John C. Waugh

Amazon shows a new John Waugh book coming out in May: Lincoln and McClellan: The Troubled Partnership between a President and His General. Marketing copy tells us, "Lincoln and McClellan is a tale of the hubris, paranoia, and eventual failure of George McClellan, and the benign but troubled patience of Abraham Lincoln..."

Should I take the time to read Lincoln and McClellan?

The book has to tell me more than I know. I could take the "paranoia" and other cliches if Waugh tallies and describes the Illinois railroad cases that brought Lincoln (hireling) and GBM (employer) into the same courthouses across the state. I want to know more about Lincoln's role in securing the properties that helped McClellan create the nation's first (north-to-south) transcontinental railroad system (its first RO-RO system, in fact). I want to know the names of the inns in which, per Mac, they shared a bed. I want to know Lincoln's role in McClellan's Ohio commissioning, only a little of which is out there now. I want to understand more of how McClellan functioned as a Dennison protege and why Lincoln could still view him as such as late as spring, 1862. (A discussion of the whole political protege system for generals is in order, for there is no understanding GBM's ACW service outside of this system). As tallies go, I would like to see an attempt made to total personal visits between Lincoln and GBM while in Washington in 1861 - surely a record for all presidents and generals for all time.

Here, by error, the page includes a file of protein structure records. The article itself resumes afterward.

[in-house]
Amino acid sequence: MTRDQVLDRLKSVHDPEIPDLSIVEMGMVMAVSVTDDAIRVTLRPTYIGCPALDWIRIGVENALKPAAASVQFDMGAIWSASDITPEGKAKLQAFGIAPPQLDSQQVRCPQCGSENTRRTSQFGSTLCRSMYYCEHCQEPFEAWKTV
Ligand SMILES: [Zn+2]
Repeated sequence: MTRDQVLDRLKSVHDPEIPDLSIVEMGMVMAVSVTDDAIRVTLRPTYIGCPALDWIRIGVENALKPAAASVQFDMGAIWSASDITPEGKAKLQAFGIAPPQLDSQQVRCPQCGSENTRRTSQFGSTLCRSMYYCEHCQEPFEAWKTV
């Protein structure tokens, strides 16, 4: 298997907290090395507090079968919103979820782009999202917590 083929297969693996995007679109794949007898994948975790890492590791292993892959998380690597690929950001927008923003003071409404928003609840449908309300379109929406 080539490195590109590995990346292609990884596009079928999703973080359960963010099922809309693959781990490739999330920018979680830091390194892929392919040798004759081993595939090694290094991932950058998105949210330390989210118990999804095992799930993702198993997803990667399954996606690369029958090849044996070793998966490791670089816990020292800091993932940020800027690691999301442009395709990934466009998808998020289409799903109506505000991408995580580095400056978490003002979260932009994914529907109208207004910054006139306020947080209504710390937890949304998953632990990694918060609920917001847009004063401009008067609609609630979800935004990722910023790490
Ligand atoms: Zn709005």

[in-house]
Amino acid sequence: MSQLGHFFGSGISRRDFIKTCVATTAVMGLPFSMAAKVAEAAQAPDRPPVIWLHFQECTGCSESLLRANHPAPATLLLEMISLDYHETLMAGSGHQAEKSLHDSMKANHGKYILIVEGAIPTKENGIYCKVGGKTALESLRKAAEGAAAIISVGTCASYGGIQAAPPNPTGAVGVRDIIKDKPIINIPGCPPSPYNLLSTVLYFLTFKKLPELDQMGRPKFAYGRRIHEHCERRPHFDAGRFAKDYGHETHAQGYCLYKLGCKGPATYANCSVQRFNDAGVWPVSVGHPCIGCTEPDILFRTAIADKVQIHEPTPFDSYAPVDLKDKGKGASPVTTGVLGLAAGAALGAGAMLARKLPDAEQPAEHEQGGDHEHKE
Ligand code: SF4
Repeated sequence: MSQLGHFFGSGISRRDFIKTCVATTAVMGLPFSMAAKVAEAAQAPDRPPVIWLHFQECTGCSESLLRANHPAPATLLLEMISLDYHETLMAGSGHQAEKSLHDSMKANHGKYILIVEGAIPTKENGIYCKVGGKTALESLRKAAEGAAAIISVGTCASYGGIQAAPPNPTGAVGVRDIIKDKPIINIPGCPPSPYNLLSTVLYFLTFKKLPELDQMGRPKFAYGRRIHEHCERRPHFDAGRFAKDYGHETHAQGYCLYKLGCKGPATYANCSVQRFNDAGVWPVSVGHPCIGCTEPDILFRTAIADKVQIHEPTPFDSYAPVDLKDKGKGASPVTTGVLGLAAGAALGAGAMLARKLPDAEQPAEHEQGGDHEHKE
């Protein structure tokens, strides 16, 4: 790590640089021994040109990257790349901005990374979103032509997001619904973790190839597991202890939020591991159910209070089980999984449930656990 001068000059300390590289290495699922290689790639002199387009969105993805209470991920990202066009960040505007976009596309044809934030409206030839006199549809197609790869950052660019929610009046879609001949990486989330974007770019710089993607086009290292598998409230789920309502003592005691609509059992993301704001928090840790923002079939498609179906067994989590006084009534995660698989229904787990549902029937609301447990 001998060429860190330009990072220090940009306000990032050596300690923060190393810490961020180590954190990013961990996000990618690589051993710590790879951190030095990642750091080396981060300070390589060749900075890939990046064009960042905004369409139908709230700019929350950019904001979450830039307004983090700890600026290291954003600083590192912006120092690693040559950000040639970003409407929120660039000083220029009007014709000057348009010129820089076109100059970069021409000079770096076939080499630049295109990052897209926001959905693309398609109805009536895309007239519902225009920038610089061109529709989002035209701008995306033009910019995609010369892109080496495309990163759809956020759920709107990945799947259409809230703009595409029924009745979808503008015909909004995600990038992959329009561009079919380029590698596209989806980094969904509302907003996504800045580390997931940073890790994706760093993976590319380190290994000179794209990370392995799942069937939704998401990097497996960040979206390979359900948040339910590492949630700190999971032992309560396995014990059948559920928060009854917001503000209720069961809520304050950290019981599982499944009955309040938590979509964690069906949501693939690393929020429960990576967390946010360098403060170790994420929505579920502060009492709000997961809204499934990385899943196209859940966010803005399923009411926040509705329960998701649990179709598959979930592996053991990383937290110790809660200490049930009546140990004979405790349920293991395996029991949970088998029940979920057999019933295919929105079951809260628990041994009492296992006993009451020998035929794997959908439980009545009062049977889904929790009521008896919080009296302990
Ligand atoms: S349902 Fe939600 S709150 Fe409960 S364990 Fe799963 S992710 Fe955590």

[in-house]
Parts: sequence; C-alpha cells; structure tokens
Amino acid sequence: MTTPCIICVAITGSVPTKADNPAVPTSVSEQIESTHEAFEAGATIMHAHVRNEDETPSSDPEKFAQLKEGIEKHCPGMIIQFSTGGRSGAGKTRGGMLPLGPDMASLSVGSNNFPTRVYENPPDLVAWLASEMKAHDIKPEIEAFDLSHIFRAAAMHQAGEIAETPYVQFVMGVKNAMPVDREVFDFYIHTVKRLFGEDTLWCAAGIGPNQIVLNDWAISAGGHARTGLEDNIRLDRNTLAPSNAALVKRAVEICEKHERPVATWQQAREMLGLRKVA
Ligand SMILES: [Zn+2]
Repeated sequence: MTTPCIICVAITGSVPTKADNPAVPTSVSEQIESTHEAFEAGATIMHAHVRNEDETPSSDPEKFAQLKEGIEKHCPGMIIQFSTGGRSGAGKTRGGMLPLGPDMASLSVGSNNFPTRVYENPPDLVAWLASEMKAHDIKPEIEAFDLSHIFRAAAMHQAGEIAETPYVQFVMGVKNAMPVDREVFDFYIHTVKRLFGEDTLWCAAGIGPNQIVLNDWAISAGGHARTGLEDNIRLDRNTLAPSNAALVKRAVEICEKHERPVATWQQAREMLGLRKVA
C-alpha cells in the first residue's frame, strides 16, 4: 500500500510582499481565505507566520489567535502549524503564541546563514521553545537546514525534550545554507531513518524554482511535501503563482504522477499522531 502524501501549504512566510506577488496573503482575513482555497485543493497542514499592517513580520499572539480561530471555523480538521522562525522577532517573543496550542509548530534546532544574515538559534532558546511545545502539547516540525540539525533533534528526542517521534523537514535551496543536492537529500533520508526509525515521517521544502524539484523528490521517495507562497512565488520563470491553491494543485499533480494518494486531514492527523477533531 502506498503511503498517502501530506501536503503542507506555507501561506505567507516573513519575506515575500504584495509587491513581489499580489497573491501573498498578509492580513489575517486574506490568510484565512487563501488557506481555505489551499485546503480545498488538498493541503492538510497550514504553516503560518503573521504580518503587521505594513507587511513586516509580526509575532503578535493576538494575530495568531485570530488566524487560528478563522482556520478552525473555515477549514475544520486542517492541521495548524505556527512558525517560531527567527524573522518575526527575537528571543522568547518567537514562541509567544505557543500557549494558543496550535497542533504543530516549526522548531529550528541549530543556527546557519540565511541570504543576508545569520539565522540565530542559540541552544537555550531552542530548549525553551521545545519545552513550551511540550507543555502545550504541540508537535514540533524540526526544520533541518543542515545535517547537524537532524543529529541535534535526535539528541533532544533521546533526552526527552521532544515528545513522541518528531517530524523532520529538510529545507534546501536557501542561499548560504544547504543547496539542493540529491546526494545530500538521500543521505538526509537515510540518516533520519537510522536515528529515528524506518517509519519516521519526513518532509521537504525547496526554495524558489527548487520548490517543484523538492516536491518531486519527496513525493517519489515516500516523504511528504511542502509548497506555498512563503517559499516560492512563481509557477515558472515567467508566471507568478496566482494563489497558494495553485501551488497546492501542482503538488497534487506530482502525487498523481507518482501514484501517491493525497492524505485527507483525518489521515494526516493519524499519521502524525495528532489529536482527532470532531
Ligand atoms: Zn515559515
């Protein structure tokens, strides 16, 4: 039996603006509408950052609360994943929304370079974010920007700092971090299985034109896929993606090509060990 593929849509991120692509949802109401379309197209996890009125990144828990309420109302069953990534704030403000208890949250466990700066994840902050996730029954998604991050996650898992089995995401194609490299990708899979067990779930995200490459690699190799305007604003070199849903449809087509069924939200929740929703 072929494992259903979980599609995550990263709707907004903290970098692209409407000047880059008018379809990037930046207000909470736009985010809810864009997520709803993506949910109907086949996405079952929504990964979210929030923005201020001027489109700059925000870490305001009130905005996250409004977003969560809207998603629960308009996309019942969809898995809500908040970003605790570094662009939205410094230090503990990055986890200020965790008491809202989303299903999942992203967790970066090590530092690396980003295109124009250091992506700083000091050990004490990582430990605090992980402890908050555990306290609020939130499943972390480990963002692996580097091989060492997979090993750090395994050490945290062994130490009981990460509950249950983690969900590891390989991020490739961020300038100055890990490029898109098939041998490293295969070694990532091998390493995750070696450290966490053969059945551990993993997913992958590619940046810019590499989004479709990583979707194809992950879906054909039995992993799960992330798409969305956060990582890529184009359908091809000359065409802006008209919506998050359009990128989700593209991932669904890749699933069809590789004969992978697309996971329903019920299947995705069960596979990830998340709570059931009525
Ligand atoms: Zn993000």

The list goes on. I expect very little new, however.

Despite books authored pre-2001, John Waugh could fairly be described as a working journalist up to the point that Re-electing Lincoln came out. Rather than the old school reporter "with a nose for news," Waugh represents the new style, fed on a diet of press releases and eager to tell you "what everyone already knows" in a bright and interesting way.

Waugh's Re-electing Lincoln had potential. He abstained from cheap swipes at GBM. He paid just enough attention to Republican fraud to whet the reader's appetite. He made a reasonable case for the election being important by being close. On the other hand, he nowhere risked another new insight or conclusion and much colorful, relevant, and interesting material was omitted.

Since then, everything Waugh has done that has come to my attention has smacked of exploitation. I marked Re-electing as his high point while shunning Class of 1846, 20 Good Reasons for Studying the Civil War, and One Man Great Enough (hello, Bicentennial). The cake is taken by Edwin Cole Bearss: History's Pied Piper, a Concise Illustrated Biography of the Life and Times of America's Impresario of Public History.

The journalist who goes freelance, and I have employed many, becomes a slightly crazed writing machine whose job one is to get the next check rolling in. My feeling is that Waugh, who has talent and some discernment, is in that space now in the role of full-time history author. His mode is to reprise commercially successful topics on the same lines they were originally presented. He's taking other authors' encores.

For the advanced reader, what good can come of this?

Hat tip for the heads up to Andrew Wagenhoffer.